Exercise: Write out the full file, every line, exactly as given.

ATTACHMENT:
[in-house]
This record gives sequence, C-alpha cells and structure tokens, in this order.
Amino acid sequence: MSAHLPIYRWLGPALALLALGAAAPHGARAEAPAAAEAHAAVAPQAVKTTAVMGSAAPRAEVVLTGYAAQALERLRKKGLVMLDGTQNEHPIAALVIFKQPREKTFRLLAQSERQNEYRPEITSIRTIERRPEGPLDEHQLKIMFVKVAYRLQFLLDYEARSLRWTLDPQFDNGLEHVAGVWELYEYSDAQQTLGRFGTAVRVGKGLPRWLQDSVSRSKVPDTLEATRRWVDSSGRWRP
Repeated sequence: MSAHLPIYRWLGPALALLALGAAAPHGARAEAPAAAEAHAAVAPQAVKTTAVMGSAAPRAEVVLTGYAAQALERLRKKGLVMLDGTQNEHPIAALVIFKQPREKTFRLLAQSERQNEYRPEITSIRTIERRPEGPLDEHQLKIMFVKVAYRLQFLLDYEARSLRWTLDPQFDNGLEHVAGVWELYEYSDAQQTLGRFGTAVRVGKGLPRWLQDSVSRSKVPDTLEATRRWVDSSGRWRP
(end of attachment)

[in-house]
This record gives sequence, C-alpha cells and structure tokens, in this order.
Amino acid sequence: MSAHLPIYRWLGPALALLALGAAAPHGARAEAPAAAEAHAAVAPQAVKTTAVMGSAAPRAEVVLTGYAAQALERLRKKGLVMLDGTQNEHPIAALVIFKQPREKTFRLLAQSERQNEYRPEITSIRTIERRPEGPLDEHQLKIMFVKVAYRLQFLLDYEARSLRWTLDPQFDNGLEHVAGVWELYEYSDAQQTLGRFGTAVRVGKGLPRWLQDSVSRSKVPDTLEATRRWVDSSGRWRP
Repeated sequence: MSAHLPIYRWLGPALALLALGAAAPHGARAEAPAAAEAHAAVAPQAVKTTAVMGSAAPRAEVVLTGYAAQALERLRKKGLVMLDGTQNEHPIAALVIFKQPREKTFRLLAQSERQNEYRPEITSIRTIERRPEGPLDEHQLKIMFVKVAYRLQFLLDYEARSLRWTLDPQFDNGLEHVAGVWELYEYSDAQQTLGRFGTAVRVGKGLPRWLQDSVSRSKVPDTLEATRRWVDSSGRWRP